An eye on performance by Ben Flewett

Posted on 15 February 2016

A change of thinking
Despite an increasing awareness amongst practice owners and managers of the importance of KPIs (Key Performance Indicators), a significant number are still failing to measure practice performance. There can be many and varied reasons for this behaviour, but it does appear that a lack of understanding about how and where to access relevant performance data is chiefly responsible.

Dentistry is somewhat unique in business terms, and recent research undertaken by Software of Excellence has provided clear evidence that there are overwhelmingly large numbers of practice principals, around 80%, who admit to not knowing enough about their business performance. This figure becomes even more concerning when you consider that almost half of dentists claim they are not concerned about how their practice is performing.

Performance monitoring
We know from our research that just 35% of respondents are currently measuring KPIs, whilst only 12% are benchmarking their performance against other practices. Those that are doing so are far more inclined to seek out a third party to help them with the benchmarking process. In my view such external support can be a valuable asset when trying to understand and analyse performance data, often providing an objective view that challenges the beliefs of those within the practice as to what is possible.

Adopting Best Practice
In order to become more efficient and productive a business needs to identify and routinely measure its most important KPIs in order to build a clear picture of its performance and identify the biggest opportunities for growth. This method is not solely about making wholesale changes to the way a practice operates, it has been proven that even relatively minor alterations to existing processes can translate into substantial bottom line impact.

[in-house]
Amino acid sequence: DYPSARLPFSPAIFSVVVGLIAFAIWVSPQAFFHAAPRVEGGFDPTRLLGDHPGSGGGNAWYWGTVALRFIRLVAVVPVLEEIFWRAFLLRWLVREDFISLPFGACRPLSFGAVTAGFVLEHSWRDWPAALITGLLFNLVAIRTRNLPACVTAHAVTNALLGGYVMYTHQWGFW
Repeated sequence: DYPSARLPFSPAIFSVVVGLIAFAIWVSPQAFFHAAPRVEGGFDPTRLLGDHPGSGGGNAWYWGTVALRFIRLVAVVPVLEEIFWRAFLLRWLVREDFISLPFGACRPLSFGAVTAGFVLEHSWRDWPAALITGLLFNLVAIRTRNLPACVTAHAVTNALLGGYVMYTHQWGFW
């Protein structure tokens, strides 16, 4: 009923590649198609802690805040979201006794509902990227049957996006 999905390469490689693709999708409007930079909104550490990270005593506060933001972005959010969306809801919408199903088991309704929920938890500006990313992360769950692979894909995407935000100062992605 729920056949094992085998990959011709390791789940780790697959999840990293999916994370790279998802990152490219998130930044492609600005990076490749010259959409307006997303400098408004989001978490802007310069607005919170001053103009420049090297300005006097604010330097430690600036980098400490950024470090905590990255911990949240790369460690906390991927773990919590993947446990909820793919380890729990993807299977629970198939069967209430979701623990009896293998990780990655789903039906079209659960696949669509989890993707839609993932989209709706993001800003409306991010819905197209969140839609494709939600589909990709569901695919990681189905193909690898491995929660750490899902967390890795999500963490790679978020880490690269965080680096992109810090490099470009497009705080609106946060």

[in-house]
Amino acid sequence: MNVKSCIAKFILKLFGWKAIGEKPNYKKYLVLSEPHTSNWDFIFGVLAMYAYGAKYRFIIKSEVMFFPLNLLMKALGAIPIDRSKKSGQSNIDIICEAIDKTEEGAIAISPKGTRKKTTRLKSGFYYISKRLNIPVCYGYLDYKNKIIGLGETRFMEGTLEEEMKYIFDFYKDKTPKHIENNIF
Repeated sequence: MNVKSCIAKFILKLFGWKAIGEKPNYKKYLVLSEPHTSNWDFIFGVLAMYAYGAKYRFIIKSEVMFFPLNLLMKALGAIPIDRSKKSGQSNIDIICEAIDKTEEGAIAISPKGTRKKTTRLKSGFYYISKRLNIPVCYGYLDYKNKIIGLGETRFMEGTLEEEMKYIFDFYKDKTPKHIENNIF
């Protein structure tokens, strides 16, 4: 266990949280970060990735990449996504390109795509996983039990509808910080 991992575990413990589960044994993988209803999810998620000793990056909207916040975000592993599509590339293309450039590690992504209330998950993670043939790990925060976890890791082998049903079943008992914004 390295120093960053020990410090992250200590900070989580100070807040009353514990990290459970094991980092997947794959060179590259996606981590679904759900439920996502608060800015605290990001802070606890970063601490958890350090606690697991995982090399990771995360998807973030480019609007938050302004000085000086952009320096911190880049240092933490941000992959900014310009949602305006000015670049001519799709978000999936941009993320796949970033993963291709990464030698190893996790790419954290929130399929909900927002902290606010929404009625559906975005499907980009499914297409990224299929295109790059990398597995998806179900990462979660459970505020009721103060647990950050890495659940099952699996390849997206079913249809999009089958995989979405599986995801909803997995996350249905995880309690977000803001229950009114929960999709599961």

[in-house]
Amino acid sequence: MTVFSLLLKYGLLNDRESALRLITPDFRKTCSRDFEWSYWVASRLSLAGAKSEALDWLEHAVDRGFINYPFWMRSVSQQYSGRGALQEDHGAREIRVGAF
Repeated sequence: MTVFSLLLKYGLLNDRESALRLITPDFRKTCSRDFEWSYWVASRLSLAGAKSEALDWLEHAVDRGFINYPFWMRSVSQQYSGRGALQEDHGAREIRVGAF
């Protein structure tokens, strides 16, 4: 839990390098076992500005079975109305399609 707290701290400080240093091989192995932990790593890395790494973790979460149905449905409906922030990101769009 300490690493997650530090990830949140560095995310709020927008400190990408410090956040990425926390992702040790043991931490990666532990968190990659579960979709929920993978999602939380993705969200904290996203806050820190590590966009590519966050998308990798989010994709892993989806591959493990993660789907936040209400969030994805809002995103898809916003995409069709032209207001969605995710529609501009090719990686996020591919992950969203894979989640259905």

Even something as simple as a ‘daily huddle’, used as to focus attention around daily performance targets encourages ‘buy-in’ and has a tangible impact on business outcomes. 

There is no real excuse for today’s dental businesses to avoid routinely measuring practice performance on a weekly or monthly basis. Generating reports is easy to achieve from a suitable practice management system and since the reports produced use only the data input into the system, they provide a reliable overview of KPIs such as chairtime ultisation, revenue, recall success and the like.

Taking this information and benchmarking practice performance to industry standards can help to identify where shortfalls in performance may be relative to similar types of practices in the local area and allow remedial action to be taken and performance targets to be set.

Patient satisfaction
Aside from the monitoring of internal performance it is easy to overlook the importance of patient satisfaction and how this can benefit all practices. Our research showed that less than 40% of respondents carry out patient surveys on an annual basis and for a variety of reasons this figure needs to rise.

Logically, taking the time to listen to and understand what patients expect from your practice gives important feedback which will help you improve levels of care and service by putting patients’ priorities ahead of what dentists often perceive them to be. However listening to patients and encouraging feedback is also an important part of satisfying the “Is your practice responsive?” element of CQC compliance and along with the growing influence of patient testimonials in online reviews, is making the measuring and recording of patient feedback a fundamental part of practice success.  

Combining an understanding of what your practice data is telling you, your patients’ feedback and focusing on those areas where performance can be increased or improved allows targets to be set and staff to be motivated around common objectives.

Don’t forget this most important point; great people like to be noticed. Chances are you already have a great team producing good results. By consistently and frequently focusing on the performance of a receptionist or associate you are inherently implying that what they do really matters to you. It gives you many opportunities to say “good job!”

Help is at hand
It is clear that performance monitoring is now a vital component of practice success, but it remains a relatively new concept for many practice owners and managers. For those unsure about taking the next step I would advise them to seek third party assistance to help implement monitoring and reporting procedures. Acknowledging the importance of practice data and its role in improving practice performance is an important first step in embedding these processes within routine practice management, and gives principals and managers a deeper insight into their business than they have ever had before.


‘Performance Management – a gateway to sustained practice growth’ is a Software of Excellence Whitepaper and is now available to download from

Ben Flewett is Managing Director at Software of Excellence